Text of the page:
While those fighting for the position at the top of the food chain struggle to maintain their identities, the Stark sisters are forging new ones. The trauma of their father’s execution, the murder of their mother and brother, and their various imprisonments have hardened their hearts and calcified their resolve, but what’s remarkable is that we still see the core of their personalities as determined back in the very first episode. Dark Sansa peppers Littlefinger with questions like the diligent student she is, and basks in his praise of her observational skills as she once basked in the Septa’s praise of her needlework. When Brienne – poor, tragically noble Brienne – tries to convince Dark Sansa of her loyalty, Dark Sansa takes a cold, heartless stance towards the lordless knight, an almost perfect imitation of what the girl has seen queenly behavior to be. Dark Sansa chooses Littlefinger’s marriage plot over Brienne’s offer of protection, partially because she can’t forgive the older woman’s Lannister ties. While she may be disillusioned by the ways of court and the nobility, she still believes that playing within the system is the best way to win.
Arya, typically, is off adventuring on her own, and after her absence last week we see her arrive in Venice – I mean, Braavos – sailing under the skirt of the Titan to meet her destiny. The ship’s captain takes her all the way to the House of Black and White, but when she knocks, she’s denied entry by a white-robed attendant. “I have nowhere else to go!” she protests. “You have everywhere else to go,” he counters, as he slams the door in her face. Arya being Arya, she stubbornly sits on the steps for a day and a night, reciting her list of enemies (now down to Cersei, Walder Frey, the Mountain, and Meryn Trant) through rain and shine, until hunger gets the best of her and drives her to hunt pigeons. She chucks the coin into the sea, and heads into the city.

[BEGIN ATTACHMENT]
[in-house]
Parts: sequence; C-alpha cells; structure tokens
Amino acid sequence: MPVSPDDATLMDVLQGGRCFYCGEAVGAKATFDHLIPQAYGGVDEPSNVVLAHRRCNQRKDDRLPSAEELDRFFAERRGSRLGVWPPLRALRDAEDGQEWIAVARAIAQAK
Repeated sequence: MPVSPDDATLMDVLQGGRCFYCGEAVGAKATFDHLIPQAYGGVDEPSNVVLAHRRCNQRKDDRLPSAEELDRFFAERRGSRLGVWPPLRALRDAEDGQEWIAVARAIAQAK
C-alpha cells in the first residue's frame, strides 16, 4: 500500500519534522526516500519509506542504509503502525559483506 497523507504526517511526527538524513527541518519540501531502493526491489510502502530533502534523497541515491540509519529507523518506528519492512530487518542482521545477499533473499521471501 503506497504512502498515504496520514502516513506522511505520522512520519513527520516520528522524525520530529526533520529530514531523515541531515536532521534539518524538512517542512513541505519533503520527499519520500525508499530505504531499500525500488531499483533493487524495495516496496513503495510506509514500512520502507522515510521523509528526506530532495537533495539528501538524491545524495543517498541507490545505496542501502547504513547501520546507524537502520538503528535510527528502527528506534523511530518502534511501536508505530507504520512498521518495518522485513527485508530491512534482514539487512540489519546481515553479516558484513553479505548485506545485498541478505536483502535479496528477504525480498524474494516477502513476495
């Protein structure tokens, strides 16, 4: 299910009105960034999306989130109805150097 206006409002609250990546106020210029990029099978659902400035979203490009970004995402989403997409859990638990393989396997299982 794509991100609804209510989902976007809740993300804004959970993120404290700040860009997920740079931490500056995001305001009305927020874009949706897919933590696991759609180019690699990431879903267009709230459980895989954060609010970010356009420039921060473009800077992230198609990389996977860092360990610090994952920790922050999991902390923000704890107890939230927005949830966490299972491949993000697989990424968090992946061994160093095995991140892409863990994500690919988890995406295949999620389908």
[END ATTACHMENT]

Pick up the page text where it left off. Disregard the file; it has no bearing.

Like in her first appearance at Winterfell, Arya stands her ground, challenging the bigger and stronger boys, and never doubts her own resourcefulness. She may have hardened – once upon a time, she named her direwolf for a queen of legend, but now she scoffs at the captain’s story of the Titan wading out to fight Braavos’ enemies, “it’s only a statue” – but her determination and perseverance impresses the white-robed attendant. She earns back the coin, and the attendant reveals another of his many faces to show none other then Jaqen H’ghar (a surprise given away in the opening credits to eagle-eyed viewers). Like Dark Sansa, Arya’s on her own journey now, but hers is to become “No one” in service of the Many-Faced God and her own revenge.
Odds & Ends
– It appears that D.B. Weiss and David Benioff have made a wise move to move characters who went off on their own journeys – Brienne, Jaime – in the books and either add them into other stories, or to take known characters and place them in roles occupied by ones from the book we haven’t met. In this case, Ellaria seems to be taking over Arianne Martell’s plotting and Jaqen H’ghar fills in for the priest in the House of Black and White. Without giving away future plot details, this trend continues, and the show is better for having its principle characters starting to cluster back together again.
– Shireen is adorably teaching Gilly to read. From the extended conversation the two girls have with Sam about greyscale, it seems that the affliction will be of import going forward.
– “She ought to offer her cunt. Best part of her for the best part of me.” Tyrion may be still locked in a (slightly larger) box on the way to Volantis, but he still gets the best lines.
– Sand Snakes! Sand Snakes! Sand Snakes! That is all.
– Nudity Watch: None. None? Was I on the right channel?
– Death Toll: 1 minor character (Mossador); 3 of Littlefinger’s knights slain by Brienne; an unknown number of Meerenese. Confirmed season total: 6